Cuomo To NYC’s Suffering Subway Commuters: Drive A Car


No governor with an eye on the White House would possibly let the country’s greatest mass transit network collapse on his watch, right? Well, you must not know Andrew Cuomo, to whom the city-dwelling car driver ranks slightly below an on-time budget and “no new taxes” as things of the most paramount importance. As for the rest of us, however, those forced into aluminum cans in a sweltering heatwave, soon to be idled beneath the East River on account of fictional “train traffic ahead of us,” we could truly go to hell (or the MTA’s steamy approximation of it).

On Monday, the MTA revealed its mitigation efforts for what Cuomo has dubbed a “summer of hell,” as Amtrak begins eight weeks of emergency repairs and closings in the maze of tracks beneath Penn Station. The plans include accommodations for the 9,600 daily Long Island Rail Road commuters that will be impacted by the track closures, including ferry service from the suburbs, longer LIRR cars, and cross-honoring with the subway, but do nothing to help alleviate any of the daily disruptions that plague the soon-to-be even more crowded subways.

Instead, Cuomo’s MTA insists, you can try to get your boss to change your work schedule. Or, better yet, the governor announced, you can drive into Manhattan.

In an order released by the governor to seemingly complement the Penn Station mitigation efforts, Cuomo instructed the MTA to finish all major bridge and tunnel projects before the beginning of the Penn shutdowns to better accommodate drivers who may be inconvenienced by the loss of mass transit service. Trucks would even be getting a discount on tolls that subway and train riders would not. The replies to Cuomo’s announcement, at least on Twitter, were pointed.

Controlling the MTA, which has responsibility over the majority of New York City’s bridges and tunnels as well as its subways, has given Cuomo an opportunity to shower drivers with love. Since taking office in 2011, Cuomo has consistently steered money intended for the subways toward road projects instead, favoring the 28 percent of New York City commuters who use a car or truck to get to work over the 55 percent of commuters who use the subway. Besides the millions he has poured into upstate road projects to preserve some sort of “parity” between upstate and downstate transit (which, based solely on population distribution, should not be considered even), Cuomo directly took money from the subways, trains, and buses of the MTA to pay for these new $500 million tollbooth setups, which he has now diligently instructed the MTA to speed up work on (at what cost, one may ask).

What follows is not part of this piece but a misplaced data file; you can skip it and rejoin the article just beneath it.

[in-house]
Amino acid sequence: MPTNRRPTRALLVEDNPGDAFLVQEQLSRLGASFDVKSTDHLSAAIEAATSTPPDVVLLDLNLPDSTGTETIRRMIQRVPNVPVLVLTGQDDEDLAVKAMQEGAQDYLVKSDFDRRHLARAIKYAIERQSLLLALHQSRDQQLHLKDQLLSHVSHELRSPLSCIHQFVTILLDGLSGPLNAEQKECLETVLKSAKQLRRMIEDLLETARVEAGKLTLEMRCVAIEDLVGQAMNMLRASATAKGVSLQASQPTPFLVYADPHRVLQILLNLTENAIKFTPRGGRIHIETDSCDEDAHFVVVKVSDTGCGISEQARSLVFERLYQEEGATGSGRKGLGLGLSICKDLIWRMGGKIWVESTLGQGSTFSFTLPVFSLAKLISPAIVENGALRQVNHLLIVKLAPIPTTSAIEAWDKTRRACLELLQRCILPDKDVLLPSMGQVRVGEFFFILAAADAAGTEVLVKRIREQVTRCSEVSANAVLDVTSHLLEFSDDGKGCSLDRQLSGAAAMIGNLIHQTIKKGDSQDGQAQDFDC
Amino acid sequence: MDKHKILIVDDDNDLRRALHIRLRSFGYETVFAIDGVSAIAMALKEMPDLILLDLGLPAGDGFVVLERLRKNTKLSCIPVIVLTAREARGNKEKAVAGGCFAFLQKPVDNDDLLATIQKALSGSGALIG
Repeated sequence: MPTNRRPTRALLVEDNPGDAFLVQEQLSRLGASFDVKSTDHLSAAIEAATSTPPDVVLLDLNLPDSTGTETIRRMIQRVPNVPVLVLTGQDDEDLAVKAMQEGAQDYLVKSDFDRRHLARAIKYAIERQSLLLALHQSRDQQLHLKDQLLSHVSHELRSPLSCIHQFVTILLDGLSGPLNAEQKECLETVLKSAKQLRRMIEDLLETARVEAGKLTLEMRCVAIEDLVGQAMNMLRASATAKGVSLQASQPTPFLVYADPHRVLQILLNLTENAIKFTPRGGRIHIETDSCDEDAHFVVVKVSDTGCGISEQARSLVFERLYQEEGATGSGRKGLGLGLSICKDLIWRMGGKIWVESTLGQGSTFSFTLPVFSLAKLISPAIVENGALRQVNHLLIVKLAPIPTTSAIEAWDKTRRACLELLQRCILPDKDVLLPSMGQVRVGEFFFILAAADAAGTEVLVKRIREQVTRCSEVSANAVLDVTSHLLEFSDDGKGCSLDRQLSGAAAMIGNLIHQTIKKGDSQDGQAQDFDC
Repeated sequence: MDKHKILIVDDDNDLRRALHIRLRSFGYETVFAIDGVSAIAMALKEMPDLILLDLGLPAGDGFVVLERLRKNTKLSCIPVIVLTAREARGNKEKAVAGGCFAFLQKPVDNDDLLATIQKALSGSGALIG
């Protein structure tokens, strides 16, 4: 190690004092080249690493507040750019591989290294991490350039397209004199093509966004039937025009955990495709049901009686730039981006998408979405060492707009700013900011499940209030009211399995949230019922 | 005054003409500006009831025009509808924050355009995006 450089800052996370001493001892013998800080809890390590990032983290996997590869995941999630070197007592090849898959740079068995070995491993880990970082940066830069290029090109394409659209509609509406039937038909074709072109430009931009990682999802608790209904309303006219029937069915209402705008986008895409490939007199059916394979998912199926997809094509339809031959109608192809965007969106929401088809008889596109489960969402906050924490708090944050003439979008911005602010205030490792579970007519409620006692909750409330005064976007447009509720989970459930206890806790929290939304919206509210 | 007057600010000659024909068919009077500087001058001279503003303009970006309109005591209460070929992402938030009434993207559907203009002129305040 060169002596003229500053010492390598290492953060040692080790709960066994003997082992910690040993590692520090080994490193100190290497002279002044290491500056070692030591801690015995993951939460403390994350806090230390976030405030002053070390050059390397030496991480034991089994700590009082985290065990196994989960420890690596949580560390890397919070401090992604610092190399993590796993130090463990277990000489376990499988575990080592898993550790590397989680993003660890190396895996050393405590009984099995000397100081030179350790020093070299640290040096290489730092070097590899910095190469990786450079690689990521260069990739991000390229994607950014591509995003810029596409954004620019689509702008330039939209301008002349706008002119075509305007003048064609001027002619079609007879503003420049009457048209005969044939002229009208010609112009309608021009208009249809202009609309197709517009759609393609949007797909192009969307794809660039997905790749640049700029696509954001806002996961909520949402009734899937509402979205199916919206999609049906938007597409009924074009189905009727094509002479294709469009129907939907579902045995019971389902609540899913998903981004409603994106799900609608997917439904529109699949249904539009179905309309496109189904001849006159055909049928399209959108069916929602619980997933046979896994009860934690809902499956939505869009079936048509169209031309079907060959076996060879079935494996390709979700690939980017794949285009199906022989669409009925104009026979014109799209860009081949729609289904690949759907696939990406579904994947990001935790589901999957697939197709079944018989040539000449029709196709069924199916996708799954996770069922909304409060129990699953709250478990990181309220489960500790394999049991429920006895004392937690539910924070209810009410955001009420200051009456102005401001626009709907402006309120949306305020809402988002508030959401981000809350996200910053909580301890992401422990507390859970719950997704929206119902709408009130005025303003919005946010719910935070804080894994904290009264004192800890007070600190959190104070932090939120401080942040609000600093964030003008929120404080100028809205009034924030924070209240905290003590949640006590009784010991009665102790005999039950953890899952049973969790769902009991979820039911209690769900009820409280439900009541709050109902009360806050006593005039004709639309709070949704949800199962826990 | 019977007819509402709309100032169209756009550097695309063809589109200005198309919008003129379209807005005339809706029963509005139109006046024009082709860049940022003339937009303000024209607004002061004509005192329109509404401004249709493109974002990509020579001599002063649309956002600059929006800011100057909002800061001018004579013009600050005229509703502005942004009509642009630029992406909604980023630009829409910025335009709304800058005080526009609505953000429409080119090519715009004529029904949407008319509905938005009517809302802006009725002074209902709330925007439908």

As Stephen Miller reported for the Voice back in December, revenue that would have normally gone from the tolls to help pay for the upkeep of the subways was directed toward Cuomo’s cashless tolling plazas, as was $11.3 million in new spending for a blue-and-yellow tiling pattern at the entrance to tunnels, reflecting a color scheme favored by Cuomo.

The MTA’s tolls are supposed to help fund the city’s mass transit by charging fees to those who absolutely have to drive into the city, which has been a congestion nightmare for much of the past century. Cuomo, however, believes those tolls should be used to make drivers’ lives easier, which has caused much of the problem for how funding has been allocated under his governorship. As the Independent Budget Office points out in a report issued this morning, the share of capital money being spent on signal modernization and repairs has fallen by 6 percent over the past three capital plans (the last two of which were Cuomo’s), even as the system’s 100-year-old signals have been singled out as the root cause of the system’s deterioration. As MTA workers have noted, repairs and modernizations on those signals have stalled out as the MTA tries to spread the work among a small cluster of workers, instead of hiring more. 

Perhaps even more sinister than those cuts, Cuomo believes that New York City still isn’t paying its fair share for the cost of the subway system, or not enough to merit him spending any more money on additional fixes. In response to Mayor Bill de Blasio’s empty threat last week that he’d do something to help fix the subways (unfortunately, he cannot), the governor’s spokeswoman reiterated Cuomo’s belief that New York City isn’t paying enough to fund the system.

“The best way the mayor could help is by paying his fair share of capital and operating expenses — that would directly improve service for riders,” Cuomo spokeswoman Dani Lever told the Daily News.

So not only is Cuomo admitting here that service isn’t being improved because of a lack of funding (funding that, let’s remember, he constantly cuts), but he’s claiming that New Yorkers aren’t paying their “fair share.” That’s simply not true. New Yorkers pay for half of the MTA’s budget through MetroCard swipes alone, and the city kicks in another $4.8 billion in indirect fees like taxes, meaning that 68 percent of the MTA’s entire operating budget comes from the city itself.

What that money is being spent on should no longer be a mystery to any New Yorkers, who are currently experiencing yet another morning of transit madness. Your money, your MetroCard swipe, went to pay to make drivers’ lives easier, and there’s only one person to blame: Governor Andrew Cuomo. He might have termed this a “summer of hell,” but have no faith that the situation on the subways will subside come cooler temperatures. Hell is now year-round.